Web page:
Here's the weekly "Amazing Things & Ideas Newsletter" which aims at making the reader a more rational thinker. As always, find one original idea from my side followed by the List.
And if you like reading this edition, let the world hear it!
There are so many implications of feelings in the "human experience".
One can talk about countless feelings or be writing on the topic (directly or implicitly) in enormous different ways.
Because certainly, feelings—simply a product of evolution though they might be—play a huge role in our lives as Homo sapiens (the wise man).
We can also reason about feeling, which makes it more beautiful, I feel (or I reason? - did I mention it makes it more complicated as well?)
Anyway, due to we all find ourselves caught in, we cannot be without feelings. And it's hard to separate feeling from reason. Hence a lot of reasoning is guided by feeling. Often misleadingly.
How would it feel to be a human without feelings? Well, I can't answer that for obvious reasons.
Human feeling is becoming more of an interesting subject for me as I realize the impact it makes on our existence. Let me know (by replying to this email) if you feel a similar way, would love to hear your perspective.
The Amazing Things & Ideas List
Leonardo da Vinci on the greatest deception:
"The greatest deception men suffer is from their own opinions."
(FYI: This week on 15th April marked Leonardo's 569th birth anniversary)
Naval Ravikant on the change from genetic to memetic evolution:
"Evolution only has to use genes to get to a universal computer species, and then the whole system switches to memetic evolution.
The product of memetic evolution, aka knowledge, allows that species to modify genes and its environment directly after that."
(For those unfamiliar with the term, memetic evolution is the evolution of information, knowledge, ideas and the like.)
Richard Dawkins coined the term meme. Here's what he has to say about how evolution used genes to get to a "universal computer species":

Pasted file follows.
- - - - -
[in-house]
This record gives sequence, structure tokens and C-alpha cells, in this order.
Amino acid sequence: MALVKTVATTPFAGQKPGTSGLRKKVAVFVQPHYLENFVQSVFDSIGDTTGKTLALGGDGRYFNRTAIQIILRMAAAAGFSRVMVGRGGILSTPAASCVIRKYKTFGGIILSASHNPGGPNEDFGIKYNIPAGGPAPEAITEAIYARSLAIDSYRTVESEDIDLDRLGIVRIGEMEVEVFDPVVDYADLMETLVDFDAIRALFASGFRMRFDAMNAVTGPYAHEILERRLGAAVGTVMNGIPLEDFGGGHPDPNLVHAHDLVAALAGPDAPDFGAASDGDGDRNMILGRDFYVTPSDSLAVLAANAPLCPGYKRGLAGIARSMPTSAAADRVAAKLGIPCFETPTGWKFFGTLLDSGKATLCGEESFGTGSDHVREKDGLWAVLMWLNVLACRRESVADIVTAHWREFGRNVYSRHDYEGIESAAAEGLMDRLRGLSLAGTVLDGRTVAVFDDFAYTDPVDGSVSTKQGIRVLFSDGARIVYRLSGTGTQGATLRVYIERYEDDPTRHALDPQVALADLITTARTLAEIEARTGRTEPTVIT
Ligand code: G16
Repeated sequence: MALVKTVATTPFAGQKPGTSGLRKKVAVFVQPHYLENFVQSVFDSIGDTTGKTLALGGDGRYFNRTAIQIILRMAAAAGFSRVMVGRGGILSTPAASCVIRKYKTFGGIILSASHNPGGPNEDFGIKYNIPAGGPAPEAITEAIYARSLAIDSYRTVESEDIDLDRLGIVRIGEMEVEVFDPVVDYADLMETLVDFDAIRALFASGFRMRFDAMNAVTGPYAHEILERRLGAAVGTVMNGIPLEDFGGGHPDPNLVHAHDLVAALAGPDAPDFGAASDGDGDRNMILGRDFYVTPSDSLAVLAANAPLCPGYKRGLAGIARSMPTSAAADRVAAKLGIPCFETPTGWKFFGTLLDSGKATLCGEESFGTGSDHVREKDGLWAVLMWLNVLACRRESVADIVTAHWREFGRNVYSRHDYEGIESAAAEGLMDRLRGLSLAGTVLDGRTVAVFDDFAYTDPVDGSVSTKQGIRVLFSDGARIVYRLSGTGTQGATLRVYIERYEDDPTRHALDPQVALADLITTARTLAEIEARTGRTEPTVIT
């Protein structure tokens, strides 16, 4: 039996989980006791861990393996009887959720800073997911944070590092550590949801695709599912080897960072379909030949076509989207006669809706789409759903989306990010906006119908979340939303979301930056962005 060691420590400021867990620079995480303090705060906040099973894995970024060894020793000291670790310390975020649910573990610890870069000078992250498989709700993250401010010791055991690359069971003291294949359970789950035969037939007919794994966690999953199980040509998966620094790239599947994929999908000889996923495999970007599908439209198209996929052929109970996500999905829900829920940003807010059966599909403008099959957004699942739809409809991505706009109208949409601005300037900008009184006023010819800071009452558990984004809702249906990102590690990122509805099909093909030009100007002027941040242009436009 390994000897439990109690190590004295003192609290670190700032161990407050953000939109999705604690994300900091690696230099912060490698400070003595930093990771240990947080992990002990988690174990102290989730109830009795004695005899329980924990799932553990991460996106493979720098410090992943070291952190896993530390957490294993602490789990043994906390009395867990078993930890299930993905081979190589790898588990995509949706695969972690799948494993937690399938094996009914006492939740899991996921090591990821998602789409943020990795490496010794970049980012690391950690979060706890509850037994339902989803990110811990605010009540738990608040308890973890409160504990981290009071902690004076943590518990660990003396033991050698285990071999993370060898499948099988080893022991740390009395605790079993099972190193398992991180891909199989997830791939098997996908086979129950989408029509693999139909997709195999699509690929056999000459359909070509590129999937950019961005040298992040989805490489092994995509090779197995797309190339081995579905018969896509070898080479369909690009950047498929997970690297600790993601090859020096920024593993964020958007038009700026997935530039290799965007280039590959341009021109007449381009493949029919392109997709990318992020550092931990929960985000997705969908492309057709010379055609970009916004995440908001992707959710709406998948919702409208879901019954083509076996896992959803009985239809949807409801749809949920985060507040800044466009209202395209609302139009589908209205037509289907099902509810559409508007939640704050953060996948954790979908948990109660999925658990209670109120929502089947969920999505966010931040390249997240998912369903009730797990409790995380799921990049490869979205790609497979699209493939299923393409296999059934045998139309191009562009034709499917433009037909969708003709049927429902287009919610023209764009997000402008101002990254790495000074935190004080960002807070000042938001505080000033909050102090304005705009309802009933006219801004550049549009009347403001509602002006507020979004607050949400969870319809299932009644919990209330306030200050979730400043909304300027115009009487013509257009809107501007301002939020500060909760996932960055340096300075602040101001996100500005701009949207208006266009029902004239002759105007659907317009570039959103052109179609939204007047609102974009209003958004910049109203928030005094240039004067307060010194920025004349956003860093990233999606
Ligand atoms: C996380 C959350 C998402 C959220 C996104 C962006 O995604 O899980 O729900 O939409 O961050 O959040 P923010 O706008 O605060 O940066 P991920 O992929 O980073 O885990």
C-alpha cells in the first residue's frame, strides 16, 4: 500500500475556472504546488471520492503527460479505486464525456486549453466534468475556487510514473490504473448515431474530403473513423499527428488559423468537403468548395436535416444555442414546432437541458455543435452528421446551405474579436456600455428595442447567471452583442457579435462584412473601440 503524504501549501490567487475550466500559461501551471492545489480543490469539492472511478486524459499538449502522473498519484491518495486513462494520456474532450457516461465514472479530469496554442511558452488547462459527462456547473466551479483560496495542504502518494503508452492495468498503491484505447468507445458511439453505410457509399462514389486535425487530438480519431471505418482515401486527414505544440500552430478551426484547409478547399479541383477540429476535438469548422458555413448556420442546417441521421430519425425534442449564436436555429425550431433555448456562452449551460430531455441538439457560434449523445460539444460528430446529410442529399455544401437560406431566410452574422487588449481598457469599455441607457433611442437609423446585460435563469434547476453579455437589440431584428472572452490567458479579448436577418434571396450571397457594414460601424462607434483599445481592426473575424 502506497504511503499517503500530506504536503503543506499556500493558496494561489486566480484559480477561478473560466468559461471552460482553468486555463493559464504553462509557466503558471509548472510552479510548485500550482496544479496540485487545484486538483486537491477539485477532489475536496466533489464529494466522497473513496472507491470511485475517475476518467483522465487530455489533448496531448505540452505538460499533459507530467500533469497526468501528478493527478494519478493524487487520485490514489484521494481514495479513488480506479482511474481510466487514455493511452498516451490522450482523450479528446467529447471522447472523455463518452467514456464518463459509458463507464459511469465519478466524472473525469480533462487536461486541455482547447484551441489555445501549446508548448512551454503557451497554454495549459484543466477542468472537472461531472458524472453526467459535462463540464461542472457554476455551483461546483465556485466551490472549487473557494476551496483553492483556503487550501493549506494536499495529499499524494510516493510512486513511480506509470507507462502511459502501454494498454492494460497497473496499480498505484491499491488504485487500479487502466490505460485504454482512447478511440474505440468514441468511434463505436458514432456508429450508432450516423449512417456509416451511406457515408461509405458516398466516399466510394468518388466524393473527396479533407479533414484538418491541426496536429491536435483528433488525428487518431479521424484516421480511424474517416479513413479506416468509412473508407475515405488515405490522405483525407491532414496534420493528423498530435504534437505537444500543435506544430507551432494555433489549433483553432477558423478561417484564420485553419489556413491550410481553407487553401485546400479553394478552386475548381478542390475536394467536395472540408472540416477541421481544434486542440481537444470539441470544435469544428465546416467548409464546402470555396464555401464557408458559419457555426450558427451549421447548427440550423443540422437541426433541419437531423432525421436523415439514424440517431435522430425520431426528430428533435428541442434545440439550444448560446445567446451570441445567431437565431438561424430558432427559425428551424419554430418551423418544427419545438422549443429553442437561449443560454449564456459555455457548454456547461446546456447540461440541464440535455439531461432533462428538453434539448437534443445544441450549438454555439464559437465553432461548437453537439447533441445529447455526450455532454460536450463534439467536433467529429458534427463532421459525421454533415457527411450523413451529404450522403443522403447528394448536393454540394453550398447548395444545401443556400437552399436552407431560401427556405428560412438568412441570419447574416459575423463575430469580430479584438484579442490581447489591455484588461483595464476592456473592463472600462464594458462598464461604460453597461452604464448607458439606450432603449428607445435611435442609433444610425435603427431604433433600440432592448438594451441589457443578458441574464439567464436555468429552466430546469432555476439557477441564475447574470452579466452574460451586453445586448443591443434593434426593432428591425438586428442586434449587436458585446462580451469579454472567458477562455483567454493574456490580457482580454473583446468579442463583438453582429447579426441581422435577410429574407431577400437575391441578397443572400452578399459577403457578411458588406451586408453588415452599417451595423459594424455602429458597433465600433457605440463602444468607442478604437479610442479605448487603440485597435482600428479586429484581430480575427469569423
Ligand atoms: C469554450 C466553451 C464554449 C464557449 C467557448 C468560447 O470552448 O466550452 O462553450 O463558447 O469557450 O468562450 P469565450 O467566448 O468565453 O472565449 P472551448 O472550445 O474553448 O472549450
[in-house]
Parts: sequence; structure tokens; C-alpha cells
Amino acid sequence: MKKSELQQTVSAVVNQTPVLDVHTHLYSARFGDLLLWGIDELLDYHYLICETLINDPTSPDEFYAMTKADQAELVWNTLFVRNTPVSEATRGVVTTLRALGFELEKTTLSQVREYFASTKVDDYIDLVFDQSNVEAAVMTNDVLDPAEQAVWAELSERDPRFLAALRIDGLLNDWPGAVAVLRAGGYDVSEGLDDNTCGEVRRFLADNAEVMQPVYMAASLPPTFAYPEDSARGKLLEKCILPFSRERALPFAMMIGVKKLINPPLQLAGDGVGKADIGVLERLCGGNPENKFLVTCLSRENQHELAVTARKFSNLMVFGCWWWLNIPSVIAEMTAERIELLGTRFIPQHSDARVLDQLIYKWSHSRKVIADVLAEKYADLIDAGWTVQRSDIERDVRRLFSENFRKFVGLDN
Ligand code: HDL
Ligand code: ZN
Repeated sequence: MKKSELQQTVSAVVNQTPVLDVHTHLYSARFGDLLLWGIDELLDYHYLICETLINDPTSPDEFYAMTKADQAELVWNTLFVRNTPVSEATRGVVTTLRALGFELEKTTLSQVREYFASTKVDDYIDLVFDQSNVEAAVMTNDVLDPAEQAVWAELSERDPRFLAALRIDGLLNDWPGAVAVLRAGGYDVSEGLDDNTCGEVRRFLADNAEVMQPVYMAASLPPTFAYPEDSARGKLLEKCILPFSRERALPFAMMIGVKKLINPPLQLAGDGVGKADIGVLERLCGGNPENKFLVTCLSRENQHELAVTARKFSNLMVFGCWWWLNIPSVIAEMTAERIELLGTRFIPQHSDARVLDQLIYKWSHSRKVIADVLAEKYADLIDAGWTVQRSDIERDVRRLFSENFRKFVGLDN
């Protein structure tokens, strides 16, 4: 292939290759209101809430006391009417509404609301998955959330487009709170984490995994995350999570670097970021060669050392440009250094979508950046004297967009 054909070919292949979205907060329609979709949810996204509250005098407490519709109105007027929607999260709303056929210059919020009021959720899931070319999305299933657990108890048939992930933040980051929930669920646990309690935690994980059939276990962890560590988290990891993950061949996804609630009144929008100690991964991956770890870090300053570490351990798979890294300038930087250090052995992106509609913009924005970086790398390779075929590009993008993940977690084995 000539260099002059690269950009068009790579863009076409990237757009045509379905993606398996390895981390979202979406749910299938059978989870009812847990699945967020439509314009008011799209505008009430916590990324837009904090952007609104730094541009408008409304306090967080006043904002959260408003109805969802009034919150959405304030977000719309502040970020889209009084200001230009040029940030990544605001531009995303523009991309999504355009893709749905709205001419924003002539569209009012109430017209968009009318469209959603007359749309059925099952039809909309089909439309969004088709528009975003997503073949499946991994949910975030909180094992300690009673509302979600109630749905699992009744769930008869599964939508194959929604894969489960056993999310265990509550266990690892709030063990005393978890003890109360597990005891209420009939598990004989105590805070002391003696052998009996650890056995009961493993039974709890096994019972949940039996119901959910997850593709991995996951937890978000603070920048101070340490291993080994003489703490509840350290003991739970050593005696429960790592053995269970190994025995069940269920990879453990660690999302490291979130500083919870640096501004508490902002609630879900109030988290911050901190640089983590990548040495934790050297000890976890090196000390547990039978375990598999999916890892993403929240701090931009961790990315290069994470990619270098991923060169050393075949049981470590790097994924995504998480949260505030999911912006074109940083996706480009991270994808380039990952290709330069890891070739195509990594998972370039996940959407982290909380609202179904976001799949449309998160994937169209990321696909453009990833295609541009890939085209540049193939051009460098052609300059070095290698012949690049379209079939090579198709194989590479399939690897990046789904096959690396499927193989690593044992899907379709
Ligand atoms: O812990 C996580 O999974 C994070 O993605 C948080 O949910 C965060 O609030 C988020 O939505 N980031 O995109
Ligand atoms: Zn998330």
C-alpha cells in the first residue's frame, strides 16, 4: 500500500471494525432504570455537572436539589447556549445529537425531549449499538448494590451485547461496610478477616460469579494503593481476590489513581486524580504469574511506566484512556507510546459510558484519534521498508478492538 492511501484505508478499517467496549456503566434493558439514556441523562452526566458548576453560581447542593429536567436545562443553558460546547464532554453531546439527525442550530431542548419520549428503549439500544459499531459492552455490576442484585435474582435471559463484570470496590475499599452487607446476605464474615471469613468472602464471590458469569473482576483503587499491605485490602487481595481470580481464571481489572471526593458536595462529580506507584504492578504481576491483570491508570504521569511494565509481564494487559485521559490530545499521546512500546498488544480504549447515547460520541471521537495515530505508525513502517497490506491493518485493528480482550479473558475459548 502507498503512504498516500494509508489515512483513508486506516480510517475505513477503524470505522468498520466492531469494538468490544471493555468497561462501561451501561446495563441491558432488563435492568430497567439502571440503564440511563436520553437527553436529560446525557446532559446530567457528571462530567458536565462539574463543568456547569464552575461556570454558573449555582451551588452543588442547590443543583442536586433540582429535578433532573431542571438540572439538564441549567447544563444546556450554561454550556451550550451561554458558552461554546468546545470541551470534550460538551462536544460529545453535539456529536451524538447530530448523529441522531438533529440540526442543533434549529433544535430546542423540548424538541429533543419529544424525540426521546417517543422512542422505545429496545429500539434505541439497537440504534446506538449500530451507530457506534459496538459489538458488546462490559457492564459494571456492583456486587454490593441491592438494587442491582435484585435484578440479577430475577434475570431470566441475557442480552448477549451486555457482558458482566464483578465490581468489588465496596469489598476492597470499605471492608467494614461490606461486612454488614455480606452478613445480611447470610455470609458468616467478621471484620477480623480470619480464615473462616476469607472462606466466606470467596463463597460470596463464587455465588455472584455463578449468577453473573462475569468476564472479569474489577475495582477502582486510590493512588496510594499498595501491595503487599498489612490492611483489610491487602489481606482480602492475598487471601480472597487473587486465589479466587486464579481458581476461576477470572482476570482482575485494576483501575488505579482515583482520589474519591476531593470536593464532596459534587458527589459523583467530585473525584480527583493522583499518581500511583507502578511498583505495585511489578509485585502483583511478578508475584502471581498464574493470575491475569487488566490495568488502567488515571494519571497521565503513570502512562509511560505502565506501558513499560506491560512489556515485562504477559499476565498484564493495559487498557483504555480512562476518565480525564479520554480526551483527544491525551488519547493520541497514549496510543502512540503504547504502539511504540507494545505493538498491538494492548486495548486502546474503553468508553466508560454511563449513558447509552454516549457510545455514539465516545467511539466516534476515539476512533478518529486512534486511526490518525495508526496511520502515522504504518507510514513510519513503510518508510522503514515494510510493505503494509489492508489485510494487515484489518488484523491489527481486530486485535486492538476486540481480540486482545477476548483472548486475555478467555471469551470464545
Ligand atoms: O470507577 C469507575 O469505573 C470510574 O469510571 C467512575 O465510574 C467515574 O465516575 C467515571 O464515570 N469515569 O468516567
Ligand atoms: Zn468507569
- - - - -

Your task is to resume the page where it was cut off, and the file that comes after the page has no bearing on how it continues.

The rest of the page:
Why is it that humans appear to seek goals that have nothing to do with the survival and propagation of their own genes? Why do we set up goals like making money, composing a brilliant cantata, winning a war, or an election, or a game of chess or tennis? Why aren’t all our goals related to the one central goal of propagating our genes?
The answer I’m giving is this: It is our capacity to set up goals and to reprogram our goal-seeking machinery rapidly and flexibly that has been built into us by natural selection. This goal-seeking capacity with its inherent properties of flexibility and reprogram ability is an immensely useful piece of brain technology. Useful that is in propagating genes. That is why it evolved in the first place. But by its very nature it carries the seeds of its own subversion, precisely because of its flexible reprogram ability, it is highly prone to seeking new goals.
One of the most humanly connecting videos I've ever seen on YouTube:
"Asking Strangers to Eat at the World's Best Restaurant" by Nathaniel Drew
Watch it on YouTube here.
An article post on my blog this week:
Whoa moment: on another level of consciousness:
This blog post is about something hard to explain which almost everybody feels but nobody seems to talk about. A Whoa moment.
“… once in a while, when you deeply reflect on one of these facts [about the size & age of the Universe], or when you’re in the right late night conversation with the right person, or when you’re staring at the stars, or when you think too hard about what death actually means—you have a Whoa moment.”
— Tim Urban (Wait But Why)
Read the blog post here.
Thank you for reading.
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